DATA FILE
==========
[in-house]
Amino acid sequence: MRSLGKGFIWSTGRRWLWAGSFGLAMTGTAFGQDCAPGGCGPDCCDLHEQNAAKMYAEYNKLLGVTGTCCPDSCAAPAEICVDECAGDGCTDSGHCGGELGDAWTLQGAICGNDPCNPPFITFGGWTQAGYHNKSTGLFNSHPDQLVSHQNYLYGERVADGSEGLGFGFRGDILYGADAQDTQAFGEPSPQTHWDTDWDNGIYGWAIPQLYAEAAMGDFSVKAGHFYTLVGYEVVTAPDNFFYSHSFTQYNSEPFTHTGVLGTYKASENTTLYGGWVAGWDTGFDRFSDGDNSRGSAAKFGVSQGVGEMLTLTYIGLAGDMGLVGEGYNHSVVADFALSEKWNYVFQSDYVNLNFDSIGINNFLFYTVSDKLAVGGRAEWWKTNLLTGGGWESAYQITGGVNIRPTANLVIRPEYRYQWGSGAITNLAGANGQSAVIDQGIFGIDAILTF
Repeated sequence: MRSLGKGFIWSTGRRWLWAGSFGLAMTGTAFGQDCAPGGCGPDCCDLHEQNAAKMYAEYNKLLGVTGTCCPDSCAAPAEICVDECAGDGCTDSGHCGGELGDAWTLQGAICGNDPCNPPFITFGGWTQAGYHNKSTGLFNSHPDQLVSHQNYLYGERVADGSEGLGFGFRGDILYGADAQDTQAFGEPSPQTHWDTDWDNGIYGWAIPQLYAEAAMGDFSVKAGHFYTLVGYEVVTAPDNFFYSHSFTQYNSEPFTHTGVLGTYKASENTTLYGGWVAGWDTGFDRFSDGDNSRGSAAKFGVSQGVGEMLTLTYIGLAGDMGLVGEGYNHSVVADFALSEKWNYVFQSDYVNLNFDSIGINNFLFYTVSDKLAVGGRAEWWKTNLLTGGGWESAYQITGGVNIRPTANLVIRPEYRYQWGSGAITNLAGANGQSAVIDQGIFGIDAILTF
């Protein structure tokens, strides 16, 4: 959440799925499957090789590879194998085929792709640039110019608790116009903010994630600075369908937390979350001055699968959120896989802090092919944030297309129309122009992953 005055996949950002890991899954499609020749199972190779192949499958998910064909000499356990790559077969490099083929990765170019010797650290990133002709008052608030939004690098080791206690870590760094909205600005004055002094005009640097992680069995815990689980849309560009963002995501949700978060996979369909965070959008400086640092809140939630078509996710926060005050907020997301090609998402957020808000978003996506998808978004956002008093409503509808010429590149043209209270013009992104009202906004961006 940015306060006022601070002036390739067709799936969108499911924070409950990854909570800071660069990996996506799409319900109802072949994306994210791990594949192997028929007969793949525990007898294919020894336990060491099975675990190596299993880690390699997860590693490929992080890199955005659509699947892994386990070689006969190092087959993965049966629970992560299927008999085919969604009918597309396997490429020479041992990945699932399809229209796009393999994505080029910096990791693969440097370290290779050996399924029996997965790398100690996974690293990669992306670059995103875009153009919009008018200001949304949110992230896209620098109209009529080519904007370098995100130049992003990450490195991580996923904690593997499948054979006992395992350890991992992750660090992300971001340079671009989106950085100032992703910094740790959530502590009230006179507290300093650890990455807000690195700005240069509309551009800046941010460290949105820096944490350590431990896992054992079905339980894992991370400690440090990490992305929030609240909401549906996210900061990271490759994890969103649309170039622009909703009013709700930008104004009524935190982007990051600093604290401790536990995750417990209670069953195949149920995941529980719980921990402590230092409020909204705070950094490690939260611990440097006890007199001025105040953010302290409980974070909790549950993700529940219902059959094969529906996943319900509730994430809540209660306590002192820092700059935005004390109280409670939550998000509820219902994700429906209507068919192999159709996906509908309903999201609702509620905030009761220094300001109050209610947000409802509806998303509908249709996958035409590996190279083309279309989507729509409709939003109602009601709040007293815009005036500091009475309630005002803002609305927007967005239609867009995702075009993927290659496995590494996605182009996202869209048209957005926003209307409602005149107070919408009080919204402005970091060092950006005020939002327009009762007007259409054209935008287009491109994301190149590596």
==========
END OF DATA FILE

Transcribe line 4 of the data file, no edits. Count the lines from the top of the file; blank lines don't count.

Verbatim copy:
């Protein structure tokens, strides 16, 4: 959440799925499957090789590879194998085929792709640039110019608790116009903010994630600075369908937390979350001055699968959120896989802090092919944030297309129309122009992953 005055996949950002890991899954499609020749199972190779192949499958998910064909000499356990790559077969490099083929990765170019010797650290990133002709008052608030939004690098080791206690870590760094909205600005004055002094005009640097992680069995815990689980849309560009963002995501949700978060996979369909965070959008400086640092809140939630078509996710926060005050907020997301090609998402957020808000978003996506998808978004956002008093409503509808010429590149043209209270013009992104009202906004961006 940015306060006022601070002036390739067709799936969108499911924070409950990854909570800071660069990996996506799409319900109802072949994306994210791990594949192997028929007969793949525990007898294919020894336990060491099975675990190596299993880690390699997860590693490929992080890199955005659509699947892994386990070689006969190092087959993965049966629970992560299927008999085919969604009918597309396997490429020479041992990945699932399809229209796009393999994505080029910096990791693969440097370290290779050996399924029996997965790398100690996974690293990669992306670059995103875009153009919009008018200001949304949110992230896209620098109209009529080519904007370098995100130049992003990450490195991580996923904690593997499948054979006992395992350890991992992750660090992300971001340079671009989106950085100032992703910094740790959530502590009230006179507290300093650890990455807000690195700005240069509309551009800046941010460290949105820096944490350590431990896992054992079905339980894992991370400690440090990490992305929030609240909401549906996210900061990271490759994890969103649309170039622009909703009013709700930008104004009524935190982007990051600093604290401790536990995750417990209670069953195949149920995941529980719980921990402590230092409020909204705070950094490690939260611990440097006890007199001025105040953010302290409980974070909790549950993700529940219902059959094969529906996943319900509730994430809540209660306590002192820092700059935005004390109280409670939550998000509820219902994700429906209507068919192999159709996906509908309903999201609702509620905030009761220094300001109050209610947000409802509806998303509908249709996958035409590996190279083309279309989507729509409709939003109602009601709040007293815009005036500091009475309630005002803002609305927007967005239609867009995702075009993927290659496995590494996605182009996202869209048209957005926003209307409602005149107070919408009080919204402005970091060092950006005020939002327009009762007007259409054209935008287009491109994301190149590596």